From Thanksgiving to New Year's, holidays are opportunities to gather for joyful family time, but can also result in unwelcome conflict and bad feelings. Here are tips for harmonious holidays with your kids and relatives.
Communication and planning is key. Before each holiday, talk with parenting partners and school-age and older kids about everyone's desires and concerns. Who would you like to be with, where, and for how long? Which activities and meals are most important? How can preparation work be shared and minimized? What's the budget?
Make a plan that includes parts of what each member would like -- with flexibility, the ability to go with the flow of last-minute changes promotes harmony. Also consider that spending pleasant time with loved ones will likely matter much more than an extravagance of activities, venues, and food. Research shows that kids grow up remembering what parents and family did together much more than gifts received.
Building holiday activity traditions (jigsaw puzzles, favorite movies or shows, worship services) supports family peace via predictability. We feel that parents deserve priority in valued traditions such as worship services or volunteering. If kids resist, politely state your wish: "It's very important to me that we share this, and I'll join you in the activity you wanted."
Holidays aren't good times for family conflict resolution or behavior management training. Be prepared with plans for child fighting and misbehavior during family gatherings. Young children get overstimulated easily and act out, so provide downtime. Underscheduling reduces stress and helps avoid conflict because there often isn't time for everything planned. Also, try to remember past family conflicts to help anticipate and avert them.
-*- Avoid argument triggers or topics that brought on fights, bad feelings, or defensiveness, such as parenting methods, gift giving, who's taking care of elderly parents, accomplishments, and politics! If you find yourself wanting to say something that might seem critical, walk away. Let someone else have the last word.
-*- Limit time you spend with people with whom you've had fights or hard feelings.
-*- Let others decide things of low importance.
-*- Consider that alcohol and marijuana use can be associated with aggressive reactions to arguments or perceived threats.
-*- If you anticipate alcohol contributing to conflict, you might limit the supply or ask that an event you host be alcohol-free. Make it a joke ("We're going back to Prohibition," or "We'd like a dry holiday") or simply say, "We'd appreciate if there's no drinking."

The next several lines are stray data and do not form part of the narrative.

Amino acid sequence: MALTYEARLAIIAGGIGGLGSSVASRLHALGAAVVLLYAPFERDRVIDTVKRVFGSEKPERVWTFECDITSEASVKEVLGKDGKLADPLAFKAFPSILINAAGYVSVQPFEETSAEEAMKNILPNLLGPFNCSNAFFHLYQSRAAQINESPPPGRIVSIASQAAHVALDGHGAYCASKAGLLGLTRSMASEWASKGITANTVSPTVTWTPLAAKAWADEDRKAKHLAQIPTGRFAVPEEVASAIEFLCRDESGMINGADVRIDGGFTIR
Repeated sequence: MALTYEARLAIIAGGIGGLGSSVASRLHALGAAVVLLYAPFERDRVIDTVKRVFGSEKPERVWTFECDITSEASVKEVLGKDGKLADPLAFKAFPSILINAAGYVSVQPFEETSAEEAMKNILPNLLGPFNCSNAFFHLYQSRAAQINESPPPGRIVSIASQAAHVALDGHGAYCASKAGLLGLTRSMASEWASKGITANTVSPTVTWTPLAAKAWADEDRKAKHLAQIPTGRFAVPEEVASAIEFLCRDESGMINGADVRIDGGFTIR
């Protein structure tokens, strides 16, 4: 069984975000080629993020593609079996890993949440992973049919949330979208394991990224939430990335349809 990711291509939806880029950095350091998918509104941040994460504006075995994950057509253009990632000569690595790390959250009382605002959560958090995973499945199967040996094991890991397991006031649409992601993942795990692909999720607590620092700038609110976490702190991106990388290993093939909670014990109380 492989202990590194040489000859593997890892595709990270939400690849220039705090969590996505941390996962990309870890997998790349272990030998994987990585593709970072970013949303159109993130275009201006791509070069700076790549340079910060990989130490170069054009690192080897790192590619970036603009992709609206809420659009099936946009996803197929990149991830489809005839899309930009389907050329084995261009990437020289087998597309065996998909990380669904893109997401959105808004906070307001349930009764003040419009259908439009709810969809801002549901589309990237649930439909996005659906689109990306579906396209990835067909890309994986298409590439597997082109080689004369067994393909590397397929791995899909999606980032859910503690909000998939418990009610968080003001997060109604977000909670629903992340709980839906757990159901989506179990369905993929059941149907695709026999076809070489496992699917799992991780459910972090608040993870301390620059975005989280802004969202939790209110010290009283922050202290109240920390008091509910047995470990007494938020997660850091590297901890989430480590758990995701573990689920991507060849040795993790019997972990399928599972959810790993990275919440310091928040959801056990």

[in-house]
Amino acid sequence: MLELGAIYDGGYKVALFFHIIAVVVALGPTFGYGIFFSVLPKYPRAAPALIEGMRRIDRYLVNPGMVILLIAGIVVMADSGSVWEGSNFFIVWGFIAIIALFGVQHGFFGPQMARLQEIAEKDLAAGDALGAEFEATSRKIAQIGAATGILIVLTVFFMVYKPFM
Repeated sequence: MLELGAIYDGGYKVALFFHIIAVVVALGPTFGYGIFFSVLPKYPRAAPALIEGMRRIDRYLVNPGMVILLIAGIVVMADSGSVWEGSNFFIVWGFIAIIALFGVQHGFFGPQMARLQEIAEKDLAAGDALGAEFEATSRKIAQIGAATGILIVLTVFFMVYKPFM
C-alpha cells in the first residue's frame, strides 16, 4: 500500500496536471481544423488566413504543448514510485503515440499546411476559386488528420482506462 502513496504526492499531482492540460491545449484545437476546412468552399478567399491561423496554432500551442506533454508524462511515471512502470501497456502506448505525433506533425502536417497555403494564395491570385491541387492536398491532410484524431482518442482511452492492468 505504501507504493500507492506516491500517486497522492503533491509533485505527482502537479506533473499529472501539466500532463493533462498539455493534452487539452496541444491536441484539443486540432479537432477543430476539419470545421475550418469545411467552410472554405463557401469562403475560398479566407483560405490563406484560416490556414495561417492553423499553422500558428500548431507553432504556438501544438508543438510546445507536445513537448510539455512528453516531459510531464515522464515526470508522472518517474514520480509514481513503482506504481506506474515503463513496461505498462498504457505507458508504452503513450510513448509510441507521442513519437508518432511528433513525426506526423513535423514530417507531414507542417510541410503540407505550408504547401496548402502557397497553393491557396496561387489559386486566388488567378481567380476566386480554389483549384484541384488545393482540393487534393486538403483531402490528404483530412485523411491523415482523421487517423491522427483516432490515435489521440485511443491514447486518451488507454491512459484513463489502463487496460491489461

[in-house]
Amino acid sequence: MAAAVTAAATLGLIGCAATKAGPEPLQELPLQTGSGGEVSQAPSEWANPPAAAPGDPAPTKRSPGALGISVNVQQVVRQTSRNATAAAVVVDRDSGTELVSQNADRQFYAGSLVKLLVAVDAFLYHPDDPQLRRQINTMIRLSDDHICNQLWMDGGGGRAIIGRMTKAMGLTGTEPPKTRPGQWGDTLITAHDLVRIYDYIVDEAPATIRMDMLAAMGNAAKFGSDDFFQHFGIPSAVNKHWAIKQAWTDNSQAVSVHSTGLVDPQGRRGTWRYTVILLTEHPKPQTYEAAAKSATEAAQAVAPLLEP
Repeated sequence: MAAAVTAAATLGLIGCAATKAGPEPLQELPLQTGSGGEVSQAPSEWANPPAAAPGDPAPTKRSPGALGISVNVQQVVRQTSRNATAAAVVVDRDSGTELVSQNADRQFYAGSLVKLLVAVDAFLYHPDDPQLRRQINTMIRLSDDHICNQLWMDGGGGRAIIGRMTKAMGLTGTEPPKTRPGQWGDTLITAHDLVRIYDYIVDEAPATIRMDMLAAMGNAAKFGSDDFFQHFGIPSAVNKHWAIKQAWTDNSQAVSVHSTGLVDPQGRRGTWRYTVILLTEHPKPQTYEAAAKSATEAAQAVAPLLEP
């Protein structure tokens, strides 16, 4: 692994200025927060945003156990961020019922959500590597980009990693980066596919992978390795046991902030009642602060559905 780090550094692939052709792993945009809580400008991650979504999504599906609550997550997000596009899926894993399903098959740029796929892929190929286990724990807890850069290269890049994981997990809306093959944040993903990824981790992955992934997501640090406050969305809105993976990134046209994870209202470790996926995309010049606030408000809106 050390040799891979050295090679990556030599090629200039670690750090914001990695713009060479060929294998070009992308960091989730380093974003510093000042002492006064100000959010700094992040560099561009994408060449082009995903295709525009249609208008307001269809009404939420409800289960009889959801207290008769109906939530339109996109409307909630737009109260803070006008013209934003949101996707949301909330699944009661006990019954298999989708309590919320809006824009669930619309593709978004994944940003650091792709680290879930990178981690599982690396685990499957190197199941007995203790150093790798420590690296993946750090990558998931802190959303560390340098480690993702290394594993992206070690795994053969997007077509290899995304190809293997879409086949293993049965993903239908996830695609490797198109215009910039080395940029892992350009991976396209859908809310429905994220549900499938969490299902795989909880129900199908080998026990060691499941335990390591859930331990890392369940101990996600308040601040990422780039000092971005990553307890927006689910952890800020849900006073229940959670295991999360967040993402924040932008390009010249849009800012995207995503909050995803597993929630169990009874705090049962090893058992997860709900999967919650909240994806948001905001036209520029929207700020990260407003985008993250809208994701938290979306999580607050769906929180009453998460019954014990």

-*- If adult kids are bringing friends home, decide sleeping arrangements in advance.
If family arguments do occur, here are tips for de-escalating them:
-*- Use humor: Don't tease, but tell a joke or do something goofy.
-*- Use polite assertiveness: "I'm worried we'll get upset discussing this more, so let's play a game instead."
-*- Change the subject or take a time out: "Let's talk about something lighter," or "I'm tired. Maybe we can talk about it later."
-*- Be able to give in or let go (even if you are right).
-*- Pick a place (an area in the house or park) you can go if things get uncomfortable.
-*- It's hard to de-escalate a drunk, belligerent person, so avoid getting to this point. Say, "I'm worried about still having fun (or about the kids), so can I replace your drink with a soda?" You might need to leave with the kids, call a taxi to pick up the person, or call law enforcement if things get violent.
If you worry about aggressive teens or young adults, start with the planning discussions above, balancing time with friends and family. Set clear behavior expectations needed for a fun holiday (such as no swearing, drinking, drug use, disrespectful name calling, threatening, fighting with siblings or parents).
If children will be splitting time between you and another parent, making arrangements early will help reduce stress and improve chances of happy holidays for all. Although holidays are rarely all that we desire, we hope that using these tips will help you make them pleasant enough to create fond family memories.
Dr. Laurie Berdahl is an OB-GYN, parenting and adolescent wellness author, and speaker. Brian D. Johnson, PhD, is a University of Northern Colorado professor, and licensed child and adolescent psychologist. They are authors of the new book, Warning Signs: How to Protect Your Kids from Becoming Victims or Perpetrators of Violence and Aggression (warningsignsforparents.com) and their prior award-winning book, 7 Skills for Parenting Success.